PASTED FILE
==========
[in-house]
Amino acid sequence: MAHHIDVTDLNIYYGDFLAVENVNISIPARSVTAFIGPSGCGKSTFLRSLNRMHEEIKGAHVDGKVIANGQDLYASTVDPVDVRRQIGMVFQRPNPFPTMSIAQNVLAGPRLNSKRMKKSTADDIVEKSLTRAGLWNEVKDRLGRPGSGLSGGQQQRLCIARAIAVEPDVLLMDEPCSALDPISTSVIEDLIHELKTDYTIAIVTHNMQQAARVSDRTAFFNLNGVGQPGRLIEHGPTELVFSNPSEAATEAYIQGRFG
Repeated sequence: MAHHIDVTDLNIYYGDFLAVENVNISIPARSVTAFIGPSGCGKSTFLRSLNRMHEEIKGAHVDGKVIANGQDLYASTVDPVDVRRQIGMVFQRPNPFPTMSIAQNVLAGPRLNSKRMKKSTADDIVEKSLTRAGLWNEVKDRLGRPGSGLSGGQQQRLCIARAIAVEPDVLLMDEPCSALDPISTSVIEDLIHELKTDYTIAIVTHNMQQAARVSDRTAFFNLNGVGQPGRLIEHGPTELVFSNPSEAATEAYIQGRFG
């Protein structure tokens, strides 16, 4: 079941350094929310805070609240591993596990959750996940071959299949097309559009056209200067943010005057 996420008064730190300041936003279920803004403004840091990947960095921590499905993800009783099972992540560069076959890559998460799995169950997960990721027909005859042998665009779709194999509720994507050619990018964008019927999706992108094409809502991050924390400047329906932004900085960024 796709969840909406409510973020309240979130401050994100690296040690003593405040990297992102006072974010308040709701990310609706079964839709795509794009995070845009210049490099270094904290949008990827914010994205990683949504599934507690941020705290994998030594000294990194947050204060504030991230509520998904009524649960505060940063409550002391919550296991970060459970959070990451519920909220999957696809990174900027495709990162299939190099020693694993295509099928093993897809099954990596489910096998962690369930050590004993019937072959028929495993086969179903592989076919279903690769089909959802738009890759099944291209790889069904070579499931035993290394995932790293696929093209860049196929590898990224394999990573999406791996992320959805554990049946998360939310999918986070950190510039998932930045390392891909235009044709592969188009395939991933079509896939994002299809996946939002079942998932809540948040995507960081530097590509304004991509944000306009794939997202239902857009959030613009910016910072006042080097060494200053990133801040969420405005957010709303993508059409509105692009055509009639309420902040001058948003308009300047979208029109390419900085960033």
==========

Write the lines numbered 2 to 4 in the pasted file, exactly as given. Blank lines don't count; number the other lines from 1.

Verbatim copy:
Amino acid sequence: MAHHIDVTDLNIYYGDFLAVENVNISIPARSVTAFIGPSGCGKSTFLRSLNRMHEEIKGAHVDGKVIANGQDLYASTVDPVDVRRQIGMVFQRPNPFPTMSIAQNVLAGPRLNSKRMKKSTADDIVEKSLTRAGLWNEVKDRLGRPGSGLSGGQQQRLCIARAIAVEPDVLLMDEPCSALDPISTSVIEDLIHELKTDYTIAIVTHNMQQAARVSDRTAFFNLNGVGQPGRLIEHGPTELVFSNPSEAATEAYIQGRFG
Repeated sequence: MAHHIDVTDLNIYYGDFLAVENVNISIPARSVTAFIGPSGCGKSTFLRSLNRMHEEIKGAHVDGKVIANGQDLYASTVDPVDVRRQIGMVFQRPNPFPTMSIAQNVLAGPRLNSKRMKKSTADDIVEKSLTRAGLWNEVKDRLGRPGSGLSGGQQQRLCIARAIAVEPDVLLMDEPCSALDPISTSVIEDLIHELKTDYTIAIVTHNMQQAARVSDRTAFFNLNGVGQPGRLIEHGPTELVFSNPSEAATEAYIQGRFG
């Protein structure tokens, strides 16, 4: 079941350094929310805070609240591993596990959750996940071959299949097309559009056209200067943010005057 996420008064730190300041936003279920803004403004840091990947960095921590499905993800009783099972992540560069076959890559998460799995169950997960990721027909005859042998665009779709194999509720994507050619990018964008019927999706992108094409809502991050924390400047329906932004900085960024 796709969840909406409510973020309240979130401050994100690296040690003593405040990297992102006072974010308040709701990310609706079964839709795509794009995070845009210049490099270094904290949008990827914010994205990683949504599934507690941020705290994998030594000294990194947050204060504030991230509520998904009524649960505060940063409550002391919550296991970060459970959070990451519920909220999957696809990174900027495709990162299939190099020693694993295509099928093993897809099954990596489910096998962690369930050590004993019937072959028929495993086969179903592989076919279903690769089909959802738009890759099944291209790889069904070579499931035993290394995932790293696929093209860049196929590898990224394999990573999406791996992320959805554990049946998360939310999918986070950190510039998932930045390392891909235009044709592969188009395939991933079509896939994002299809996946939002079942998932809540948040995507960081530097590509304004991509944000306009794939997202239902857009959030613009910016910072006042080097060494200053990133801040969420405005957010709303993508059409509105692009055509009639309420902040001058948003308009300047979208029109390419900085960033």